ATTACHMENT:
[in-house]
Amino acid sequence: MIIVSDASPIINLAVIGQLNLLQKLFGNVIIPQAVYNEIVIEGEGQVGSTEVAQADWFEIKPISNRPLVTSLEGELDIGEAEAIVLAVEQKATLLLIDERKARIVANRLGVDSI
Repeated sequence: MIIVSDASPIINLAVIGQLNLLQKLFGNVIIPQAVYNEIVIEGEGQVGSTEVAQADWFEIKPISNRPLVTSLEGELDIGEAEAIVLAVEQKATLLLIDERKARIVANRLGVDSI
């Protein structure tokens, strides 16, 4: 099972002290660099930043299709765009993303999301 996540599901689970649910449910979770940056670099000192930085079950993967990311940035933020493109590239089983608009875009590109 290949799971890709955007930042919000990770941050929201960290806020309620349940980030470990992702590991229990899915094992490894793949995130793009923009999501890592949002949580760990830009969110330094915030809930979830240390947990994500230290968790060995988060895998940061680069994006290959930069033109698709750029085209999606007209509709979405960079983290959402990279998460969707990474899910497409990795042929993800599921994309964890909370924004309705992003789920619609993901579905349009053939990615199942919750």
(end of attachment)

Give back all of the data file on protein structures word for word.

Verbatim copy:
[in-house]
Amino acid sequence: MIIVSDASPIINLAVIGQLNLLQKLFGNVIIPQAVYNEIVIEGEGQVGSTEVAQADWFEIKPISNRPLVTSLEGELDIGEAEAIVLAVEQKATLLLIDERKARIVANRLGVDSI
Repeated sequence: MIIVSDASPIINLAVIGQLNLLQKLFGNVIIPQAVYNEIVIEGEGQVGSTEVAQADWFEIKPISNRPLVTSLEGELDIGEAEAIVLAVEQKATLLLIDERKARIVANRLGVDSI
């Protein structure tokens, strides 16, 4: 099972002290660099930043299709765009993303999301 996540599901689970649910449910979770940056670099000192930085079950993967990311940035933020493109590239089983608009875009590109 290949799971890709955007930042919000990770941050929201960290806020309620349940980030470990992702590991229990899915094992490894793949995130793009923009999501890592949002949580760990830009969110330094915030809930979830240390947990994500230290968790060995988060895998940061680069994006290959930069033109698709750029085209999606007209509709979405960079983290959402990279998460969707990474899910497409990795042929993800599921994309964890909370924004309705992003789920619609993901579905349009053939990615199942919750």